Between writing CHRISTOPHER WILD and working on nerve‘s summer Bosch commission, it could seem like the past is my creative landscape now: the medieval wonders and beauties of that “Garden,” and the dark and subtle, sometimes terrible, world of the Elizabethans.
But the past is always present.
We use and refine technology to remake our physical world, for good and ill, but the basic societal mechanism is the same: humans hunger and lust and work and weep and lie. Strive, feast, ruin ourselves, seek to transcend our bodies, to sate or tame our minds, we are what we are, this never changes.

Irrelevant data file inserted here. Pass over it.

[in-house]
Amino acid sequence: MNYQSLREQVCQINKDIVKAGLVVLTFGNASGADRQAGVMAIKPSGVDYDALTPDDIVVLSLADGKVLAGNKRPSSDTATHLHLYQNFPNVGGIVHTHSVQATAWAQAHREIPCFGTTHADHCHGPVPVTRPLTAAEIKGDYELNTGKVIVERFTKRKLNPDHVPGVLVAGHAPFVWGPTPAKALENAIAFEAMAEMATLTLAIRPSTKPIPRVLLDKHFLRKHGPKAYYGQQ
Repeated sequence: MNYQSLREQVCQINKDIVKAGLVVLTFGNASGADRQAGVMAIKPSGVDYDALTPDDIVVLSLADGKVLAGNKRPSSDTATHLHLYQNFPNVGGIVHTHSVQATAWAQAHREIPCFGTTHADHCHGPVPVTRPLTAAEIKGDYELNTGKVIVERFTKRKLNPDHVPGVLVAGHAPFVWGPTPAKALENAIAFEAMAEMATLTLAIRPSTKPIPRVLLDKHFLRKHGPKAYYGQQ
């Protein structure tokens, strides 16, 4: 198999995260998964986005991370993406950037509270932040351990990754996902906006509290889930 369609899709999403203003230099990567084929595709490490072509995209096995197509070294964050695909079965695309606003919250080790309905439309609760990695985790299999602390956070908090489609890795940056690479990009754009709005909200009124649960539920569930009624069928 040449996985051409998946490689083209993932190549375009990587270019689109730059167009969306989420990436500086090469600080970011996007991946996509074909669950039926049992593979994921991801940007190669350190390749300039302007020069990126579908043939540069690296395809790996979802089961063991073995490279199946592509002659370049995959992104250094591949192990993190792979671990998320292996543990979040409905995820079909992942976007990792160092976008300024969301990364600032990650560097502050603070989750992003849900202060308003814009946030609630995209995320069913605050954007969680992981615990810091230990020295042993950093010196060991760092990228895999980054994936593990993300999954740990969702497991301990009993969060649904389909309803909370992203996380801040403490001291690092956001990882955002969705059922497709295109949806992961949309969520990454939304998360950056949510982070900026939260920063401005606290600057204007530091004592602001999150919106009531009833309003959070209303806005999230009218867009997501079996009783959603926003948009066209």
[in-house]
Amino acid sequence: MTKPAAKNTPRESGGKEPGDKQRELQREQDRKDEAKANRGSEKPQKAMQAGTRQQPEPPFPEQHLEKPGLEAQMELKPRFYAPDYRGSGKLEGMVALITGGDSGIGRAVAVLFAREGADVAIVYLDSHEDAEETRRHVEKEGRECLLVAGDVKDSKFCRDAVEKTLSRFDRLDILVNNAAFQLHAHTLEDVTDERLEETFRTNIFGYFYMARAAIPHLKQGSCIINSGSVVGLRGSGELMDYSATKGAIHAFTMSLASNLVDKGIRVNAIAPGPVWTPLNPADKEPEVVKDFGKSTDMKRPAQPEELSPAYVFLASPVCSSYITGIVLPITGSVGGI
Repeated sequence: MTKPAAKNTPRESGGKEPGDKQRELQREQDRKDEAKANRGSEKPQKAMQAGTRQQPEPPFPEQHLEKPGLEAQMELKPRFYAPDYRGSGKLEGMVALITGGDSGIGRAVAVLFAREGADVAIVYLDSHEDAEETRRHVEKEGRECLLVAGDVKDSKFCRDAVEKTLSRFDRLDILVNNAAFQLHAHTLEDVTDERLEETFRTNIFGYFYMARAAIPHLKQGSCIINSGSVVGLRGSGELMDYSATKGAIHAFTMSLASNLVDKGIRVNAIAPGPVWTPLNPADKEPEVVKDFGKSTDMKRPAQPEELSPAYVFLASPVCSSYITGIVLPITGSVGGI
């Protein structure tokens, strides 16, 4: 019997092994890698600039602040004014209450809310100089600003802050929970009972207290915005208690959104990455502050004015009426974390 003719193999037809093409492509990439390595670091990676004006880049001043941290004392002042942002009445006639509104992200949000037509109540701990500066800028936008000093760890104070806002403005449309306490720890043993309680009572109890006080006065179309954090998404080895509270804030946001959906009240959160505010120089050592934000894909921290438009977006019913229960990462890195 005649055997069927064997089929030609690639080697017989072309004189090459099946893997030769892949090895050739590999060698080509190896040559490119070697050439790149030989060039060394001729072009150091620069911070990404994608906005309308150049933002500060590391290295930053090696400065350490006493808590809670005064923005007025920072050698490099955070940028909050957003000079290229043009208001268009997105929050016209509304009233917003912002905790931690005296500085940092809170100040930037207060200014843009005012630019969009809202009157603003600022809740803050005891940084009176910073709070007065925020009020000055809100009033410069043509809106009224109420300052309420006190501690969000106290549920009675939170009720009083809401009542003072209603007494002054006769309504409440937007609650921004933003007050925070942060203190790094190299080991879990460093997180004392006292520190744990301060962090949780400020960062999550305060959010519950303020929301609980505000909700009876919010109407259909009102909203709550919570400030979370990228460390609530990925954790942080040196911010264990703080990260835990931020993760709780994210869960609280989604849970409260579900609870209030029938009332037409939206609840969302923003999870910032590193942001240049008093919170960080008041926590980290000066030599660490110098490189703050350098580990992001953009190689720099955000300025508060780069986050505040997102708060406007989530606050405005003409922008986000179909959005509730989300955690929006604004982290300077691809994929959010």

Artists – Marlowe, Bosch, Rachael Harbert and Marianne Brass, me – take that human condition as our matériel and make of it whatever our disciplines and talents suggest. For Harbert and Brass, it will move. For Bosch it will wear a myriad of faces. For Marlowe and for me, it will speak. And when it does, and when what we make is remade by one who watches and who hears, it will be present in the world anew, it will be the present, alive again and again.
[Photo of Marianne Brass and Rachael Harbert courtesy Rena Hopkins.]